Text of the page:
Baking used to be the bane of my culinary existence.
Every year when the crisp, fall weather turned gray and chilly, I'd seek comfort in the spicy sweet warmth of the kitchen. The holidays, especially, compelled me to bake batch after batch of cookies, cakes and brownies - most of which were a dismal failure.
There was the year I made brownies for a hundred or so students. After the first barely scorched batch stuck to the pan, I scrapped the brownies and switched to cupcakes using an old family classic - chocolate Kahlua cake. It wasn't until I sent Brandon to school with two flats of cupcakes that I realized I was feeding alcohol-laced baked goods to middle school kids.
That was the last time I baked for Brandon's students. (For the record, my cupcakes were a hit.)
But make no mistake, I could just as easily screw up Kahlua cake. After years of experience stirring together box cake mix, sour cream, chocolate chip cookies and Kahlua (recipe to follow), my success rate was pretty grim. I'd say 7 out of 10 times the cake would stick to the Bundt pan, be it non-stick, stoneware or silicone.
I blame the equipment.
Whenever I would drag out the Baker's Dozen chocolate and my jadeite mixing bowl, Brandon raised his eyebrows. "You do know you make the world's hardest brownies, right?"
I started to offer a sheepish, "I can't bake," every time I gave someone my homemade biscotti.
After Emi was born I found myself spending more time cooking, but the art of baking eluded me. One day I tried making French baguette, and the result was so hard and tasteless not even our dog Chase would eat it. "Never again," I swore as my baked rock crashed to the bottom of the trash can.
But then my "baby" cousin Christina visited for the weekend - and she came bearing bread. A beginning food blogger herself, she'd stumbled upon a recipe for No Knead Bread in the New York Times Dining & Wine section as well as an accompanying video. Christina's round loaf dusted with wheat bran was the perfect blend of chewy and crusty. Golden brown on the outside, white and holey on the inside - it looked and tasted like actual bread! I was impressed.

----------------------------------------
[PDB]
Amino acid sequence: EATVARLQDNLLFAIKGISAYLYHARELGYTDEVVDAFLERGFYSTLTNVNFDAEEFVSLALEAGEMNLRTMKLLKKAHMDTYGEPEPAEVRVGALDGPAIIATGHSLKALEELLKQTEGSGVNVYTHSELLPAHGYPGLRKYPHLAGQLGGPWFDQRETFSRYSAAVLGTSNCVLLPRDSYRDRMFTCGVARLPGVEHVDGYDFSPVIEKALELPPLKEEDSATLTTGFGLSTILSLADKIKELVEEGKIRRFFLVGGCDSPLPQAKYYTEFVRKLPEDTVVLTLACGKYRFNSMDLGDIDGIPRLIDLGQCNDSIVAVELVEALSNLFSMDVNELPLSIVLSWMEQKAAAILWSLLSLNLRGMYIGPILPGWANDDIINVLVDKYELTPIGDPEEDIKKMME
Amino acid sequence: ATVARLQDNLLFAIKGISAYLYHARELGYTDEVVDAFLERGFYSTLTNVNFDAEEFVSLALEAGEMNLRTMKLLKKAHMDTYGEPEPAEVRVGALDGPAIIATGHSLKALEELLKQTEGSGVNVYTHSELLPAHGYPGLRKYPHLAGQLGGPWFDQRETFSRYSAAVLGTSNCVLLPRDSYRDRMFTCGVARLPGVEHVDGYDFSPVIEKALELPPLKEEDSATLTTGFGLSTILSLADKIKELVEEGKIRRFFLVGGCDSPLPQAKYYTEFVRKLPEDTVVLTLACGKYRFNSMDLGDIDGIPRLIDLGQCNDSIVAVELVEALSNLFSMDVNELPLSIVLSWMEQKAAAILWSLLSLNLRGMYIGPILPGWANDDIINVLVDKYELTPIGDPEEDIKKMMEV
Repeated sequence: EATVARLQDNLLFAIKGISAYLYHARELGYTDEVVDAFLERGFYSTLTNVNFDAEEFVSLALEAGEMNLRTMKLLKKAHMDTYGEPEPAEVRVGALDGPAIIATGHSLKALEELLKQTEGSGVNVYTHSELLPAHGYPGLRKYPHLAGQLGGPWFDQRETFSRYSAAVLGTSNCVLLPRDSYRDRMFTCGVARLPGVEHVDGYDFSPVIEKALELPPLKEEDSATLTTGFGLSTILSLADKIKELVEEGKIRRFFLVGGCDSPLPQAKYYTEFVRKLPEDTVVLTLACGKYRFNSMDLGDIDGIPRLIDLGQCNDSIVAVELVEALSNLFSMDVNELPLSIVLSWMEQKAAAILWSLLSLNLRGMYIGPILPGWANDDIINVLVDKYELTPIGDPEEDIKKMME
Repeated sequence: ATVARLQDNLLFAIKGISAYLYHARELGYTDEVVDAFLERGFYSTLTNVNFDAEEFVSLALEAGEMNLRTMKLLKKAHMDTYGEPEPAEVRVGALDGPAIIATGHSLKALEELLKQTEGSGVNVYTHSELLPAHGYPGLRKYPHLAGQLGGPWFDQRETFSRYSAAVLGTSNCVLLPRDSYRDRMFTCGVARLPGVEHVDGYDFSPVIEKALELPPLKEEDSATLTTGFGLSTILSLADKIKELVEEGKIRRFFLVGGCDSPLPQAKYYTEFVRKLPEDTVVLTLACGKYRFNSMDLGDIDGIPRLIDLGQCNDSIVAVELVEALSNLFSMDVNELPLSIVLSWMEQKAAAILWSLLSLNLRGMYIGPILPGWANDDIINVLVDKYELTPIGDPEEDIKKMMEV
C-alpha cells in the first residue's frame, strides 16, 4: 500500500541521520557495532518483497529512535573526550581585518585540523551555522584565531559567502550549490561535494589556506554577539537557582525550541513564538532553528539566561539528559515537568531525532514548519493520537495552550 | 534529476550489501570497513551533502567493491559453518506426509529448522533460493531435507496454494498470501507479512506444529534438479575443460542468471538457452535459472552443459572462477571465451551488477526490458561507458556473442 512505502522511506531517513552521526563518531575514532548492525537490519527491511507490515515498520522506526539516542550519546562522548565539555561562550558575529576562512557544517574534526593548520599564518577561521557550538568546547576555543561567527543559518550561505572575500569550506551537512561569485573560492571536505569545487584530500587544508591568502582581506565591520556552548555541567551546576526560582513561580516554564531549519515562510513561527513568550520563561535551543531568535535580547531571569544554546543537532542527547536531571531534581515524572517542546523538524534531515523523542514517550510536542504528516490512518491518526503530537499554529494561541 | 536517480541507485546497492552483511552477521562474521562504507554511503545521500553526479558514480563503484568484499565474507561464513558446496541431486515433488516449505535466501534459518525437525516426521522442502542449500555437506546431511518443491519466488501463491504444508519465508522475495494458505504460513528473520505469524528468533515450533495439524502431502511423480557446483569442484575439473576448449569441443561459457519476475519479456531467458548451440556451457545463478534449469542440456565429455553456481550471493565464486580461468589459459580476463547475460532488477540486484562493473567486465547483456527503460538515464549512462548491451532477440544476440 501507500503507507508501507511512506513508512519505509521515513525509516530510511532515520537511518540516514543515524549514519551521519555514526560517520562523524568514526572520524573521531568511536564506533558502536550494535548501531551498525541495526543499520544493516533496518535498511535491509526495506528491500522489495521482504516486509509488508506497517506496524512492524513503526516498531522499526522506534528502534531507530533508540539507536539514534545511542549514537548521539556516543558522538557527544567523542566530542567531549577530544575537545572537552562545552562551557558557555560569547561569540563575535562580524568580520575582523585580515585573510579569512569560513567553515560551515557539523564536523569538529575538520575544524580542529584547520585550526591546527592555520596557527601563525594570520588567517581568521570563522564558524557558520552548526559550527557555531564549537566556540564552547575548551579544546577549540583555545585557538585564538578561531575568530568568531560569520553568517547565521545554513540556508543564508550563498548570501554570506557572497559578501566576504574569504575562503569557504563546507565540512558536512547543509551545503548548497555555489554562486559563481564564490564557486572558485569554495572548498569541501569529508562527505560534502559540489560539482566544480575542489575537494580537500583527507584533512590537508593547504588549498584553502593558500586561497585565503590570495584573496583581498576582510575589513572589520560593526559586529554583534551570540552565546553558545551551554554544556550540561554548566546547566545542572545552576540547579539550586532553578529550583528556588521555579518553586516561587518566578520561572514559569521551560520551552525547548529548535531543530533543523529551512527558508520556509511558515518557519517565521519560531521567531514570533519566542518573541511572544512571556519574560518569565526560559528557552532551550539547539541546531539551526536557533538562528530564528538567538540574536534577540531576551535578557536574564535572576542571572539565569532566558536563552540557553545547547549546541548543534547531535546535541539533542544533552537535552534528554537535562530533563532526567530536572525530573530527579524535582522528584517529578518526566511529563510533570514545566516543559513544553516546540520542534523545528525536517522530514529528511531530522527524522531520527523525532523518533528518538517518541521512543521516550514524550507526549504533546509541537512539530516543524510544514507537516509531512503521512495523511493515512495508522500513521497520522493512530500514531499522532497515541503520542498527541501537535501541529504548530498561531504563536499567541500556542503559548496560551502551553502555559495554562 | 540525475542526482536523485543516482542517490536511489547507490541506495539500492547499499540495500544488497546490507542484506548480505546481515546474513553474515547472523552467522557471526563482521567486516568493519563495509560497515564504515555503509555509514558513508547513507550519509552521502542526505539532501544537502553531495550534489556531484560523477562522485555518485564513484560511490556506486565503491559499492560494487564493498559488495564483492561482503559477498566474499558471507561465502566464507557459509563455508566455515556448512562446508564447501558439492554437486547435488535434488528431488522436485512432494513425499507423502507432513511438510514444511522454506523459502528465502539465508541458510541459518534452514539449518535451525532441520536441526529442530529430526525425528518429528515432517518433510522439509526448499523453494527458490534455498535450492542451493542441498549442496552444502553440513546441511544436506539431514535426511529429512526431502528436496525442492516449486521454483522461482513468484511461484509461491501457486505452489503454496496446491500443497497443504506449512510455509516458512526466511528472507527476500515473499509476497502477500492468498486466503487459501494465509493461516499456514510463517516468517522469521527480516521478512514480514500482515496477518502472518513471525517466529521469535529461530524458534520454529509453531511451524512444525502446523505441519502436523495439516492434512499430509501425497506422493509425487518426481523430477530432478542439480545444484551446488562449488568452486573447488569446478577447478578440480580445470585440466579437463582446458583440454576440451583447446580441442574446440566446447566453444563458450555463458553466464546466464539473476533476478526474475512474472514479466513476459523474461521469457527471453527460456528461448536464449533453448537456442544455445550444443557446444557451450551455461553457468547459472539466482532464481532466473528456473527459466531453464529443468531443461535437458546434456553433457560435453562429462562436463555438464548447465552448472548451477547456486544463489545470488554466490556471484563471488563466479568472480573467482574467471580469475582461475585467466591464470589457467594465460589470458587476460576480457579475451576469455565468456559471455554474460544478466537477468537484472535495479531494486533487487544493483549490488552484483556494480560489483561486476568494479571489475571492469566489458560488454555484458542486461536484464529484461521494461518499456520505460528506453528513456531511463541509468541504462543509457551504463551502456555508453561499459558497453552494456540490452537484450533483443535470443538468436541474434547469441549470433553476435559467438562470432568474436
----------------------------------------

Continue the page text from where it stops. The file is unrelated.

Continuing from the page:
Inspired, I decided to make another attempt at baking bread. I watched the video a couple of times, then read through the recipe before carefully going over Christina's email with its helpful notes.
"Make sure to use lukewarm water for this- not TOO hot, because that'll kill the yeast," she warned. "I don't use a thermometer, but just stick my pinky in the water to see if it's cool enough. Microwaving your water for about 45 seconds seems to do the trick."
Luckily she specified what kind of yeast to use - active dry yeast - or I would've been hunting all over town for "instant yeast." Another useful hint: let the dough rise in the oven or microwave (power off) if your house isn't 70 degrees or warmer.
She also suggested covering the dough with parchment paper or a silicone mat for the second rise, rather than another tea towel. Once the required two hours had passed, it was easy to simply lift the towel out of the bowl and roll the dough into my beloved Le Creuset dutch oven. I found using a damp towel helps more cornmeal or wheat bran stick to the towel and less dough.
I couldn't have been happier with my bread. I didn't even have to oil the dutch oven - the loaf just slid out with a flick of the wooden spatula. It was golden and crisp, and just like Christina's it looked and tasted like bread you buy in the store! And we're not talking Wonder bread here. It was on par with the artisan bread sold at Trader Joe's.
Wrapped in a plastic bag, my bread lasted several days before going stale. Cut in wedges or sliced thinly with a good, sharp bread knife, I was able to make salami & butter sandwiches like the ones Brandon & I ate in Paris.
I experimented with the next two loaves.
A few days later, I roasted a head of garlic by cutting the top off and drizzling it with olive oil before sticking it in the oven wrapped in foil at 400 degrees for about 30 minutes. After it had cooled, I added it to a batch of freshly made bread dough and some 20 hours later I had roasted garlic bread.
By then I was already figuring out how to make sun-dried tomato bread. I took jar sun-dried tomatoes that can be found in most grocery stores, and chopped about a quarter cup in my mini-prep food processor. I used a little bit of the olive oil the tomatoes were packed in to smooth out the paste, then gently folded it with the bread dough. The result was a sweet, tangy bread great for toasting with fresh mozzarella or a bit of drizzled garlic-infused olive oil.
These days, I no longer buy bread at the supermarket. This incredibly easy recipe has opened up a whole new, culinary world to me. Maybe, I can bake.
1 German chocolate cake mix with pudding
1/2 cup Kahlua liqueur
1/4 cup vegetable oil (or less)
16 oz. sour cream
12 oz. chocolate chips
Combine all ingredients, and pour into a greased Bundt pan. Bake at 350 degrees for 40 to 45 minutes. Blot the top of the cake with a paper towel to absorb any oil, and let cool for a couple hours before taking out of the pan. Dust with powdered sugar before serving. Note: Cupcakes take only about 35 minutes, but if you're serving to children omit Kahlua.